Human Nature: The Social Aspects, Part 3

Our human nature developed in a hostile and competitive world that ultimately depended on heritable forces to instill in us a dependence on the group for our survival. When pitted against the dangers from large and dangerous creatures as well as competition from other bands for scarce resources, the instinct to create a ever more elaborate social structure proved over time to provide enhanced security. Thus the heart of the band was the social nature of its members, and the survival of the group was determined by the naturally acquired and innate intensity of that binding force…

clovispeople b & wAs the group structure became more important it began to function as an ‘as if’ entity. Eventually the bond with the group was so effective its members functioned in much the same way as the parts of a properly functioning machine work to support the purposes for which it was designed. It was the common endeavor of its members that took the form of a type of nuts and bolts social glue. It was enhanced by the willing division of labor and it promoted collaboration so that individuals functioned together much like a ‘well-oiled’ machine. These efforts to support the best interests of the group proved to be a means for the survival of its members as well. In today’s very different world this intense drive is still a functional part of our nature.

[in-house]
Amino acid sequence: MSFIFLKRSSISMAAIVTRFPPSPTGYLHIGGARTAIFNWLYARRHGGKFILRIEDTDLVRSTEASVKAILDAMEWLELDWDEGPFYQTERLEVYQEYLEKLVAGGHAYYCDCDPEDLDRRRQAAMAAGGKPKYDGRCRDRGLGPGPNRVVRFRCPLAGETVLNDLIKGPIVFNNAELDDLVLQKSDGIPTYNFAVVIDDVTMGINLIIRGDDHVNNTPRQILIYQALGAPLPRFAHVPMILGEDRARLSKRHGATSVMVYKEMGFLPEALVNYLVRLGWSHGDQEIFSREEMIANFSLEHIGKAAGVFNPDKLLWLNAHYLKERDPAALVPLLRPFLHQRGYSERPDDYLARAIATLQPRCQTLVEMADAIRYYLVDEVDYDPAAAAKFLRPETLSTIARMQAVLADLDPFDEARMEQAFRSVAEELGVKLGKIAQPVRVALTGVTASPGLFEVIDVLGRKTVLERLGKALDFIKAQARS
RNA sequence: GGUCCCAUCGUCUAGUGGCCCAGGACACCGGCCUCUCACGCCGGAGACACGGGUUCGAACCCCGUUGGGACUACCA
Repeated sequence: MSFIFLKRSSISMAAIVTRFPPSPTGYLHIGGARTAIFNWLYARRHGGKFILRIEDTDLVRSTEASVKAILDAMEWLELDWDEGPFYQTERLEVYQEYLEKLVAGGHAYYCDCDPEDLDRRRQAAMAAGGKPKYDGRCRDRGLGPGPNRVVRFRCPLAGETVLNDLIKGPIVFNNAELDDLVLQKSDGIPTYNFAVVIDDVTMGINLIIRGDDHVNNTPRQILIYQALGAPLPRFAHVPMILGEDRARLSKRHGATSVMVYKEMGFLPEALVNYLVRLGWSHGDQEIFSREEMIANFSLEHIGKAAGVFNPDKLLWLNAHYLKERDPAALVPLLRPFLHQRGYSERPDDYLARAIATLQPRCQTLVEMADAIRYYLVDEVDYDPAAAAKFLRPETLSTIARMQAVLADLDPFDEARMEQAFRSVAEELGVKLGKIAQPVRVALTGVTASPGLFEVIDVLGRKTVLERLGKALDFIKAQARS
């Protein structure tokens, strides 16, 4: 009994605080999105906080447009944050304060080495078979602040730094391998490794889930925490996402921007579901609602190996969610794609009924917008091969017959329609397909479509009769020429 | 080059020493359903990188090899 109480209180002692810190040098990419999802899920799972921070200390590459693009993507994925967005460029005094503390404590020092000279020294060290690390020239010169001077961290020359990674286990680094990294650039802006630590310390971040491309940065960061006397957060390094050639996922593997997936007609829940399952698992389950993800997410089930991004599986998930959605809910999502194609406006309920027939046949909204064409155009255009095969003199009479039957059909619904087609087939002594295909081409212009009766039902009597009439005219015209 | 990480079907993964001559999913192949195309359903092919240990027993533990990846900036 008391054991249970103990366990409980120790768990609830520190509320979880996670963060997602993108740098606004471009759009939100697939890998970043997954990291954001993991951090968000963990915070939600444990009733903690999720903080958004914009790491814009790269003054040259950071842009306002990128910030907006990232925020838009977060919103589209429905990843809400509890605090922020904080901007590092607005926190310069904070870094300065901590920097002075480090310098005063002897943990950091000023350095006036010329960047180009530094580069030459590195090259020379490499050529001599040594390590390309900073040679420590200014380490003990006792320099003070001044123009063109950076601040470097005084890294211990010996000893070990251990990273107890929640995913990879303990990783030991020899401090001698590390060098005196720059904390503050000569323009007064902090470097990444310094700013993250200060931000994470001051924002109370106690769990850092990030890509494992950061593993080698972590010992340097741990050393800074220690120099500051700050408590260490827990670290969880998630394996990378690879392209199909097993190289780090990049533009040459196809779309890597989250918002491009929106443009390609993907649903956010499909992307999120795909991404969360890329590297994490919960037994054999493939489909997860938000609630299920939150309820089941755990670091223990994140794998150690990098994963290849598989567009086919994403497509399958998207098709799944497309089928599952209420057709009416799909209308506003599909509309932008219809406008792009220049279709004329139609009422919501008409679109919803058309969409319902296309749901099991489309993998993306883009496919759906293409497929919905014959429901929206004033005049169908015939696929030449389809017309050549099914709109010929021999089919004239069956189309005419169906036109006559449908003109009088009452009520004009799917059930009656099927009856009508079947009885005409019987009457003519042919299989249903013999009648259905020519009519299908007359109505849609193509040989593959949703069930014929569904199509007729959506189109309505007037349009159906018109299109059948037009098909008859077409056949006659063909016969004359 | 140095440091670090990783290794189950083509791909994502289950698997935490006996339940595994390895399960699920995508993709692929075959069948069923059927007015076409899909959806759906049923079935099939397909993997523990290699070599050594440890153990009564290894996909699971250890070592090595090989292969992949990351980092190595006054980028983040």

“Even now we form groups to draw visceral comfort and pride from familiar fellowship, and to defend the group enthusiastically against rival groups—these are among the absolute universals of human nature and hence of culture ….” (E.O. Wilson, Social Conquest of Earth)

Many of the thoughts that support this series of blogs originated in the book The Social Conquest of Earth by the 2 time Pulitzer Prize E.O. Wilson.

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